6 thoughts on “About

  1. Hi there,

    My name is Christina and I’m a freelance writer for The San Francisco Chronicle, Hemispheres In-Flight, Conde Naste, The Oregonian and many other publications.

    I’m currently working on a database of world festivals for a high profile site called http://www.fest300.com I’m doing a write-up of Neewollah and am hoping to get in touch with someone about plans for the 2014 festival and to ask some specific questions.

    Would you mind if I quoted parts of your blog entry about the Neewollah Festival?

    Looking forward to hearing from you.


  2. I came across your blog this morning on the subject of Ozark Bible (now Christian) College. I was a student there in 1977 and transferring there from a university was one of the worst decisions I’ve ever made. You speak of “good times” there. Such was not my experience. But the lack of caring shown to a friend who passed away does sound like typical Ozark to me.

    When I first arrived at Ozark, I was met by some scowling people at the Administration building and at Williamson Hall where I was assigned (I was living as a “male” then, even though few accepted that I was that at all). Entering the dorm was like being a stranger entering a Southern bar with all the patrons staring back with obvious hostility. From that time, the majority who greeted me only did so with a put-down. A few extended put downs at dorm devotions which I eventually declined to attend. I have also been assaulted on that campus.

    The real kicker came with instructors teaching, “The Bible was not written for us today. The promises don’t belong to us except Acts 2:38, 39” I gave up a university degree for this? If a missionary is to operate on faith, there must be promises to stand upon and I no longer was allowed the right to make them. One said, “O, that’s just for Hermeneutics. In practice you can claim what you wish.” Excuse me? Ozark flew against other churches for anything considered “unscriptural”. If it doesn’t jive with Hermeneutics, then it’s clearly a double standard in play. You can’t put down other communions and give yourselves a disparate leeway. It’s hypocritical.

    Within a year I was totally demoralized, unable to justify faith at all. Y’shua (sorry, I don’t use the words “Jesus” or “Christ” because they’ve too often been used along with “faggot” to beat my face in. I use the Hebrew equivalents). I didn’t come to the conclusions the teachers demanded. Then one day in Seth Wilson’s office, we discussed the soul. He drew up a model more common to Jehovah’s Witnesses and Seventh-Day Adventists. His answer? “The Bible was written in the language of the day so we must interpret the way people like Plato used words.” I was shocked. You’d think internal evidence should take priority over the definitions of a philosopher. But nope. Those sources were his dictionary. The slogan was, “If it’s Bible you want, come to Ozark.” But at Ozark, the Bible lost both relevance and vitality,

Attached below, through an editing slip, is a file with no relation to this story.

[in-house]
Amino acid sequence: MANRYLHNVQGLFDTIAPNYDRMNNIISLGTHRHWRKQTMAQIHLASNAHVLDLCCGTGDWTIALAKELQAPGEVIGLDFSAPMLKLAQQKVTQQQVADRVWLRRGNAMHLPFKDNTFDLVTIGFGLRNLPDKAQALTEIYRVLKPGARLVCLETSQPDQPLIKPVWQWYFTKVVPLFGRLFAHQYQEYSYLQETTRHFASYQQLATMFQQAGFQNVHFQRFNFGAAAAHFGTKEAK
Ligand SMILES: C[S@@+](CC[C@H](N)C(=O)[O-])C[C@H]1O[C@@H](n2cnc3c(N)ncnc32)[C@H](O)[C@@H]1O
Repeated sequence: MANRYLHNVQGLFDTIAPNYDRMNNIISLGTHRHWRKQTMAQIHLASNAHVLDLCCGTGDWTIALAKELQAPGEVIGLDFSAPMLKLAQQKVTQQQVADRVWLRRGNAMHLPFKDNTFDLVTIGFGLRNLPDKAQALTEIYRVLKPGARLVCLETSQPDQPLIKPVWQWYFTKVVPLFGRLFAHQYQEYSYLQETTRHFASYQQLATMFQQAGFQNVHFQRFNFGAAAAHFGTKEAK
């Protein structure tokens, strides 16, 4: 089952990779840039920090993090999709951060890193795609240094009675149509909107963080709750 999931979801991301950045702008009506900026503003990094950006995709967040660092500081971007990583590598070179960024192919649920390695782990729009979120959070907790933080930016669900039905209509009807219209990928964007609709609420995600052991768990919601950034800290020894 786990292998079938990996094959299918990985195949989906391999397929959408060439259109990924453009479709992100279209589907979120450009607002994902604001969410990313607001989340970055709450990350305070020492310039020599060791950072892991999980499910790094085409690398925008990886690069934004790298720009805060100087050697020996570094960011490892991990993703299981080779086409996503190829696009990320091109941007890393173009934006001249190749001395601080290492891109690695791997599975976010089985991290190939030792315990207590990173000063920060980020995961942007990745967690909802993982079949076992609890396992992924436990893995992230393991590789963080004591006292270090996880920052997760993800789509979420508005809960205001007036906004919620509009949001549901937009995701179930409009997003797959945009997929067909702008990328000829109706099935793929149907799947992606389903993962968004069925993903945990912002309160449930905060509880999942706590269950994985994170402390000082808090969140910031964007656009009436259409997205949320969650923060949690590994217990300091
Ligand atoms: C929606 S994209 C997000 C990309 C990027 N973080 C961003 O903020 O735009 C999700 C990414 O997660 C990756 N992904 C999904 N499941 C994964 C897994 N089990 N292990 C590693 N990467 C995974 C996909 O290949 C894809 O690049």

Only 1 person ever stayed with me from Ozark: a manipulative and clingy woman who saw my vulnerabilities as a social zero and depression. She used me as a jail break to get out of her parent’s home because she didn’t want to work in a factory. In fact, she never in her life did an honest day’ work. Ozark married us off. But after that she went to work at seducing a minister.

    The university would not readmit me. Ozark completely ruined my educational prospects. I remain without a degree today, having had to live by working rotating shifts that made classes impossible to schedule. Ozark’s legacy in my life is a profoundly evil legacy.

    I would say that anyone interested in serving Y’shua and wants to know the Bible well should find another school more genuinely akin to both.

    I have changed my name because of continued threats against me. Sorry, I can’t subscribe to your blog because I’m not a member of WordPress and WordPress won’t permit the subscription without a membership to which I will not agree.

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